Register here. For more information or questions contact Paige Walker vpwalker@umich.edu or (734) 764-5392.

 

Alice Mishkin: new member, familiar face

I first got involved in AARC back when it was the Havurah. While an undergraduate at Michigan, I taught kindergarten to a class full of Elis (who are all now heading to college themselves!). Originally from East Lansing, and having grown up in Kehillat Israel, I found a lot of comfort in the DIY nature of the Havurah.

After graduating from U-M, I spent time in DC, New York, Tel Aviv and the West Bank working with Jewish nonprofits doing human rights and social justice work. I returned to Ann Arbor to complete my Masters in Social Work and Jewish Communal Leadership, and found myself drawn back to the comfort of the AARC community.

I now teach courses in social justice and social identity at U-M and work as a lead organizer with the Center for Jewish Nonviolence, an international nonprofit committed to nonviolent resistance to the Occupation.

I live on the West Side with my partner and when these cold, dreary winter months are over you’ll find us taking walks around the West Side, restocking our coffee supply at Argus, and attempting to grow our garden.

After attending a yoga/meditation shabbat last month, I was delighted when Debbie reeled me into joining the AARC and I’m looking forward to being a full member of the community (most importantly getting a permanent name tag)!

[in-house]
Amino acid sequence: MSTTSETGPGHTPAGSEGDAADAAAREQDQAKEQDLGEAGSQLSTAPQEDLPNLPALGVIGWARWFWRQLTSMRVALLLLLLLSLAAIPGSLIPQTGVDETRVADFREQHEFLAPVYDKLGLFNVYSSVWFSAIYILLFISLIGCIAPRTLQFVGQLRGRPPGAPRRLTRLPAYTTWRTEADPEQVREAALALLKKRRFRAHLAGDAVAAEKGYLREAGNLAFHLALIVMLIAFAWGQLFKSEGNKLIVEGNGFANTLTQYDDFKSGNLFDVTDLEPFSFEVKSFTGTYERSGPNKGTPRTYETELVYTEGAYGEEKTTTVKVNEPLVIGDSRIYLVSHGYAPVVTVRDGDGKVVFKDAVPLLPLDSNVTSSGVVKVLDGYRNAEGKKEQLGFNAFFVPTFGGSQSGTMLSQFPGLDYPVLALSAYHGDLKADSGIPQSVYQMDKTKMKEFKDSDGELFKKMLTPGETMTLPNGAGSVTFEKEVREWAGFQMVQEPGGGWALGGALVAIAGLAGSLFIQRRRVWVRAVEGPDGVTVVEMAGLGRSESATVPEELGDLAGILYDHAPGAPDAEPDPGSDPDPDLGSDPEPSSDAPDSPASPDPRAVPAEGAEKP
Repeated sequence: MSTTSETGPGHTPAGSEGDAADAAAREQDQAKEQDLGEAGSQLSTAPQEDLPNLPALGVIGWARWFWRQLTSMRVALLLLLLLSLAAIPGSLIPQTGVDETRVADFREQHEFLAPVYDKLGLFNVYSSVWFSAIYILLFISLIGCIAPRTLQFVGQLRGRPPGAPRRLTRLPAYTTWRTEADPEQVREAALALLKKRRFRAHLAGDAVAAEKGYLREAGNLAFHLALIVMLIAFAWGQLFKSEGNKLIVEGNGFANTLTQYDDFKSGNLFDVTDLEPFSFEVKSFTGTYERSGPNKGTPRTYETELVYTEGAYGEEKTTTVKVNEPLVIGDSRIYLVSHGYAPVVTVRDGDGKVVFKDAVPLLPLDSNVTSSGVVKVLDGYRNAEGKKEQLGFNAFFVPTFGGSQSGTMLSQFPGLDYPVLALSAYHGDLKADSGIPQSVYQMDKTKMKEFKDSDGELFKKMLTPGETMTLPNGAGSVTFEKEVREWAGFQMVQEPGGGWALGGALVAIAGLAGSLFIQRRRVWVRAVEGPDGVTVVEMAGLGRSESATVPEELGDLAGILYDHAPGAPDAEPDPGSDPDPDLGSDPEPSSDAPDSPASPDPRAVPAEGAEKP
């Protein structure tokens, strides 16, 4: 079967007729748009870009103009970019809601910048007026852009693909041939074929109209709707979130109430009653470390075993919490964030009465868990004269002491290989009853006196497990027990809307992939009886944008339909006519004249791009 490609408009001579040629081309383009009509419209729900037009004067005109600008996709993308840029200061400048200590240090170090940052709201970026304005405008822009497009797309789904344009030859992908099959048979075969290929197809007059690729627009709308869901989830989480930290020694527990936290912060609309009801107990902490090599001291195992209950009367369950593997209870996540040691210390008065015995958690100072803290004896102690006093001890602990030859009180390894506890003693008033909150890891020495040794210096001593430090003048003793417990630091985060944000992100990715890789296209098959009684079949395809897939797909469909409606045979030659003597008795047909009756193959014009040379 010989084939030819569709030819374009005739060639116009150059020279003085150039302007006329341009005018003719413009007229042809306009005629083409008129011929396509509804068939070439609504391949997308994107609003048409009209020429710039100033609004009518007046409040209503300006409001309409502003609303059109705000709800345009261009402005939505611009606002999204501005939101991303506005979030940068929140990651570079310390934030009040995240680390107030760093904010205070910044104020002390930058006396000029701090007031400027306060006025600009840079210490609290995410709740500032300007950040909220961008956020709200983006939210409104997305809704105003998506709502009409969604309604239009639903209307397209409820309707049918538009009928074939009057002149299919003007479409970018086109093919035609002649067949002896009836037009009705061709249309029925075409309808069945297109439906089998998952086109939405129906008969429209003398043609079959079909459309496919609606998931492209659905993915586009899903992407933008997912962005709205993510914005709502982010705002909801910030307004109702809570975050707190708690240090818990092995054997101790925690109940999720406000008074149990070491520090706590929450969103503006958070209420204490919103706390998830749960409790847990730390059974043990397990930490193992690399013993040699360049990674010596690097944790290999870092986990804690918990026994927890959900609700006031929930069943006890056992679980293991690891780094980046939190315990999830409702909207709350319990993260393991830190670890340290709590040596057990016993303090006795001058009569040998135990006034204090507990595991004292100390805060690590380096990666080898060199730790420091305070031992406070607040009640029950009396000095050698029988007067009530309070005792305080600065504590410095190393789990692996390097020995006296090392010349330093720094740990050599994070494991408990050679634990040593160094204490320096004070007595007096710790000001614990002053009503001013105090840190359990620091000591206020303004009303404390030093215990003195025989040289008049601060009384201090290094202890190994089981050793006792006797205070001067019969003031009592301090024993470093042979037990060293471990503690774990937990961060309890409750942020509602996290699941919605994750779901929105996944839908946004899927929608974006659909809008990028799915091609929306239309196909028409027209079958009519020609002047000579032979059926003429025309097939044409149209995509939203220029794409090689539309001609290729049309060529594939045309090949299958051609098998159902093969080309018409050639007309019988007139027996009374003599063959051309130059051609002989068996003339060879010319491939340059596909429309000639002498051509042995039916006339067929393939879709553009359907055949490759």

Dan Gutenberg’s Bar Mitzvah dvar on Ve’era

Good morning and Shabbat shalom!

My parsha is Va’era, Exodus 6.2-9:35. It tells the story of the first seven plagues; blood in the nile, frogs, lice, flies, diseased livestock, boils, and hail. I’m reading the part that most interested me, which was the first time in my portion when God said God would harden Pharaoh’s heart. Another part that caught my attention was Pharaoh’s stubbornness or arrogant attitude towards the Israelites throughout the portion. And as we will find out, even before my portion.

So in some ways Pharaoh already had a hard heart and in other ways, God hardened it some more. In a sense those are related, but I was more interested in the differences.